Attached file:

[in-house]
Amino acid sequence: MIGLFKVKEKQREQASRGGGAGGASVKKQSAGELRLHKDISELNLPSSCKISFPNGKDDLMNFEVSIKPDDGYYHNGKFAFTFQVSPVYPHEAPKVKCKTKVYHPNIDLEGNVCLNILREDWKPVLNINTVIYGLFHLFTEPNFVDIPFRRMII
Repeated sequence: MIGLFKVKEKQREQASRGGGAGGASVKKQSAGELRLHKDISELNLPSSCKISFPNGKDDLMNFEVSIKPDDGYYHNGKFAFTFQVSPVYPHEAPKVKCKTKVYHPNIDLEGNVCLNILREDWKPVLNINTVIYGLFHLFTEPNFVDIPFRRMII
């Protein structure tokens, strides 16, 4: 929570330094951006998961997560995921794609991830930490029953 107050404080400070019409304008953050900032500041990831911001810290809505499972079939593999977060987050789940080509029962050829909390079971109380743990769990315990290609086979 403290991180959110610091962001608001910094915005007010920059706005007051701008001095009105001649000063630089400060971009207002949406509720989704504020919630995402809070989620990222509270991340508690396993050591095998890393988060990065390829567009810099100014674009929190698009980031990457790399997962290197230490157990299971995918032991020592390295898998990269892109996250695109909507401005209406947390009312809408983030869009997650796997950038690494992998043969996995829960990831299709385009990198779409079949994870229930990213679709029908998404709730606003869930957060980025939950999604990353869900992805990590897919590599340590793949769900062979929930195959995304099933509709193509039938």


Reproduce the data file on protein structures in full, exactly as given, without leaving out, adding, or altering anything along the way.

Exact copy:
[in-house]
Amino acid sequence: MIGLFKVKEKQREQASRGGGAGGASVKKQSAGELRLHKDISELNLPSSCKISFPNGKDDLMNFEVSIKPDDGYYHNGKFAFTFQVSPVYPHEAPKVKCKTKVYHPNIDLEGNVCLNILREDWKPVLNINTVIYGLFHLFTEPNFVDIPFRRMII
Repeated sequence: MIGLFKVKEKQREQASRGGGAGGASVKKQSAGELRLHKDISELNLPSSCKISFPNGKDDLMNFEVSIKPDDGYYHNGKFAFTFQVSPVYPHEAPKVKCKTKVYHPNIDLEGNVCLNILREDWKPVLNINTVIYGLFHLFTEPNFVDIPFRRMII
């Protein structure tokens, strides 16, 4: 929570330094951006998961997560995921794609991830930490029953 107050404080400070019409304008953050900032500041990831911001810290809505499972079939593999977060987050789940080509029962050829909390079971109380743990769990315990290609086979 403290991180959110610091962001608001910094915005007010920059706005007051701008001095009105001649000063630089400060971009207002949406509720989704504020919630995402809070989620990222509270991340508690396993050591095998890393988060990065390829567009810099100014674009929190698009980031990457790399997962290197230490157990299971995918032991020592390295898998990269892109996250695109909507401005209406947390009312809408983030869009997650796997950038690494992998043969996995829960990831299709385009990198779409079949994870229930990213679709029908998404709730606003869930957060980025939950999604990353869900992805990590897919590599340590793949769900062979929930195959995304099933509709193509039938």